- Features could be implemented with minimal code so turnaround time is low. However, flexibility is equally important and granular customizations should be possible as well.
- Practical considerations like availability of developers, our efficiency with the chosen platform, etc.
- Modular architecture, so that developers can be responsible for a functional area and modules can be replaced with minimal fuss.
- Enough built-in tools and components to get us up and running fast. An example would be some out-of-the-box admin interface which would suffice until we decide to build a custom one.
Despite a plethora of choices, only Symfony and Django web frameworks seemed to satisfy all criteria. We had worked with both and preferred Django. But we chose Symfony since it was built on PHP and we had immediate access to a larger pool of PHP developers in our organization. It was decided that we would continue to use Python for components not connected with the web application such as sending and receiving of SMS, etc. The rest of the platform more or less fell into place; PostgreSQL as the database since we envisaged using stored procedures and other similar features, Apache 2 as the web server and so on. We decided to use Sphinx as an indexing engine to reduce load on database for search and also to improve response times in general. Sphinx was chosen over other alternatives since it was fast and had good bindings available for both PHP and Python, which would turn out to be very important later.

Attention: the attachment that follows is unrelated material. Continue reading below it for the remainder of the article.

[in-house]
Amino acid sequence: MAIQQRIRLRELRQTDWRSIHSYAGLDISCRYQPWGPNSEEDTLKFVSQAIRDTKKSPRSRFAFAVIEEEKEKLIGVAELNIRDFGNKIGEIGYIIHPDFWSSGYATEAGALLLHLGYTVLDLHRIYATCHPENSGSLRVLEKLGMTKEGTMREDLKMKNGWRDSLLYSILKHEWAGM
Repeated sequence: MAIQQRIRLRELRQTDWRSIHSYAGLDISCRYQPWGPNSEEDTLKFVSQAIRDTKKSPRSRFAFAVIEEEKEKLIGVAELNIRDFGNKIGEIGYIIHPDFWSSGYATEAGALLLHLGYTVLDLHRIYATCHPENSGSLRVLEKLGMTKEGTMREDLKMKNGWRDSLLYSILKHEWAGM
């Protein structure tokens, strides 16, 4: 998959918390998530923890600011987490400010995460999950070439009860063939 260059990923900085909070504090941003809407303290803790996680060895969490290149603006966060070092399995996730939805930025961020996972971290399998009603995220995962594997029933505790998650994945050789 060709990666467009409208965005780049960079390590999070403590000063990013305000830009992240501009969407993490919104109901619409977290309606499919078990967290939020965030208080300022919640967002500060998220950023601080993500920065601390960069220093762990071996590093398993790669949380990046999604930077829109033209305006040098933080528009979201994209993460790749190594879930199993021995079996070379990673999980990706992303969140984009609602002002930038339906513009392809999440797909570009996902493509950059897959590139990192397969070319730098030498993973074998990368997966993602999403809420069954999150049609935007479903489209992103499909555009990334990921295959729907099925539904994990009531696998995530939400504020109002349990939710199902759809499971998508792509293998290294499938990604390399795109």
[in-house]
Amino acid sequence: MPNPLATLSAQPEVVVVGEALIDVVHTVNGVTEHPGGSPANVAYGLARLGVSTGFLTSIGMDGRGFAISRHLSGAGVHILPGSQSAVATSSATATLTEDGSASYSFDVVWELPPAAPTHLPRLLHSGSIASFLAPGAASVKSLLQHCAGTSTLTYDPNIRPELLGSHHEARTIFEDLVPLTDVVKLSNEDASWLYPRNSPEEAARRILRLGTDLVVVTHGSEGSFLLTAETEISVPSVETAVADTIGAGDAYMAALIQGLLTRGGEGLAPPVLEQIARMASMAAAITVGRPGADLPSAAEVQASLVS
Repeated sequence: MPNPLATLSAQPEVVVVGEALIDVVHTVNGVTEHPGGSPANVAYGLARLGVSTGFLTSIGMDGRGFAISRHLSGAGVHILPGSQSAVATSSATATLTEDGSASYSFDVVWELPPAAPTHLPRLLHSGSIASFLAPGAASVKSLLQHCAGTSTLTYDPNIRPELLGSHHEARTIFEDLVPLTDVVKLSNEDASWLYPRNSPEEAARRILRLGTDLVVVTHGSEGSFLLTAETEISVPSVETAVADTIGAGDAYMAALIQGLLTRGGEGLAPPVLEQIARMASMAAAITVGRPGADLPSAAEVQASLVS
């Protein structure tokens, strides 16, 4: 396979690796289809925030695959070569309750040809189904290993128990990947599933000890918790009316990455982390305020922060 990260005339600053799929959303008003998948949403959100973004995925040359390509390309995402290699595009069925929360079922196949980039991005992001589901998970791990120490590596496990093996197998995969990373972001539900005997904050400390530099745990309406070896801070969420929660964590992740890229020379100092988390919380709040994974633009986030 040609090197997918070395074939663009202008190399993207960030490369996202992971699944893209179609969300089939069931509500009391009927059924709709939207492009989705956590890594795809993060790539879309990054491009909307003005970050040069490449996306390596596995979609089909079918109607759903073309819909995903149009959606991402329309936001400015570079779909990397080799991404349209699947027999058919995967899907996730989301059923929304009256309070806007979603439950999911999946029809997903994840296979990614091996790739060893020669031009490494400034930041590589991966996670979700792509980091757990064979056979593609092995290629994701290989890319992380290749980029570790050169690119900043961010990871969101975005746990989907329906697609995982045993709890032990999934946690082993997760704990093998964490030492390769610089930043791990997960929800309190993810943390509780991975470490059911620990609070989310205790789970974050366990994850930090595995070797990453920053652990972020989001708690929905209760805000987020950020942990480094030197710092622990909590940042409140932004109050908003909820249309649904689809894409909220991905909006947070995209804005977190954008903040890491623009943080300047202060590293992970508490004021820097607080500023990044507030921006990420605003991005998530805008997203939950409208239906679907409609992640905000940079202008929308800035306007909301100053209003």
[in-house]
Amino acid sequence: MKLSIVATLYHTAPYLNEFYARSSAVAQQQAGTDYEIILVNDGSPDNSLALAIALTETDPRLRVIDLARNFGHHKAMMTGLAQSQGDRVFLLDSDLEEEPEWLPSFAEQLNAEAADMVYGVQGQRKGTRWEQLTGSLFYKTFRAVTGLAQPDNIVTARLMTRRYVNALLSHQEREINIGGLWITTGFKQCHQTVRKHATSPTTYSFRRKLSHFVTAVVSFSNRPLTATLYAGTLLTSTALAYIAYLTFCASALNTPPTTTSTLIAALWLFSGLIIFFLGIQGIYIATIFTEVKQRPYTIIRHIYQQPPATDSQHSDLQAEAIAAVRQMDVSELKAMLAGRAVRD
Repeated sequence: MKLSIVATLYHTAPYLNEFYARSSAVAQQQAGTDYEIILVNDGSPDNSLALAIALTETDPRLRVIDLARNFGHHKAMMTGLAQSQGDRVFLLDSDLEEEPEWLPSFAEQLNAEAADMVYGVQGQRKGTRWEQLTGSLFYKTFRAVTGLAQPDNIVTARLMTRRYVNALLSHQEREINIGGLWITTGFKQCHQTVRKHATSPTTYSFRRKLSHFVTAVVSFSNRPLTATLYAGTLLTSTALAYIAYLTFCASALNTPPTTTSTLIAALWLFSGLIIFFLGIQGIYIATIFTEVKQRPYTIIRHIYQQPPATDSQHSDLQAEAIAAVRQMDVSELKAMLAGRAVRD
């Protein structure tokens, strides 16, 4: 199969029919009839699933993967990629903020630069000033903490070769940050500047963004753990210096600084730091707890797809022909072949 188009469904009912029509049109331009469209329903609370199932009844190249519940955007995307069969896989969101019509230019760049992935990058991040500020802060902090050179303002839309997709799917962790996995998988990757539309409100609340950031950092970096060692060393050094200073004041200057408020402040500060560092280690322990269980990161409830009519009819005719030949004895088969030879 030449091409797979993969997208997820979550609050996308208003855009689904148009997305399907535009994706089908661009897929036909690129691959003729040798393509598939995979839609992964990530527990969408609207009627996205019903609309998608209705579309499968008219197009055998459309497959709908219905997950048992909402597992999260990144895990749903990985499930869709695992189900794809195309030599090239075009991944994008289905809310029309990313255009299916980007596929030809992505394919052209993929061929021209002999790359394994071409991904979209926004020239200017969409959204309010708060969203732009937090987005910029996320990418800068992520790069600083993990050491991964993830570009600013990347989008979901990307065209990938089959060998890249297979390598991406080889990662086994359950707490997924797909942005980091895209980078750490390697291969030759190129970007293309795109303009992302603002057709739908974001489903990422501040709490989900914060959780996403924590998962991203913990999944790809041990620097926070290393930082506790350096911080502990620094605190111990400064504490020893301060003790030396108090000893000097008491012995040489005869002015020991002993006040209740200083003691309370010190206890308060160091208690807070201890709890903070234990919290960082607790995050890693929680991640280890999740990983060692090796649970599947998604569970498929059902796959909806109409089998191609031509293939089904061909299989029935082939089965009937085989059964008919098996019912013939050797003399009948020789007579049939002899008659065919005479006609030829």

The first iteration was primarily about getting a structure up and running which would tie the different components together. Though this was accomplished without difficulty, we foresaw problems if we continued with Symfony. Apart from minor irritants like configuration duplicated in multiple places, there were major issues as well. Propel, the default ORM would not reliably generate foreign key relationships. Since good parts of our application were linked through the database and it would be responsible for data integrity, this flaw was unacceptable. We knew that there was an alternative ORM called Doctrine, but we were not willing to spend significant development time to learn its quirks. We could have written custom SQL every time we changed something in database, but that would slow us down. After much deliberation, we decided to switch to Django since it was free from these issues and had all the advantages of Symfony. Most of our aforementioned PHP developers were occupied at that point and thus the sole advantage of Symfony was nullified. Since the application was loosely joined, it did not take more than a couple of days for the switch and large portions of our work could be reused.
Current status and future outlook
After many iterations and a couple of releases, the application is now almost ready to be rolled out. Of course, there were slips during development. At certain points, we had to change plans in the middle of iterations. The later iterations were not as brief or clear as we would have liked. In some cases, tests were written after major work was done. However, in the end this was one of the smoother projects we have done thanks to agile methods and our initial design decisions. We are confident that it is a good platform for future improvements and additions as well.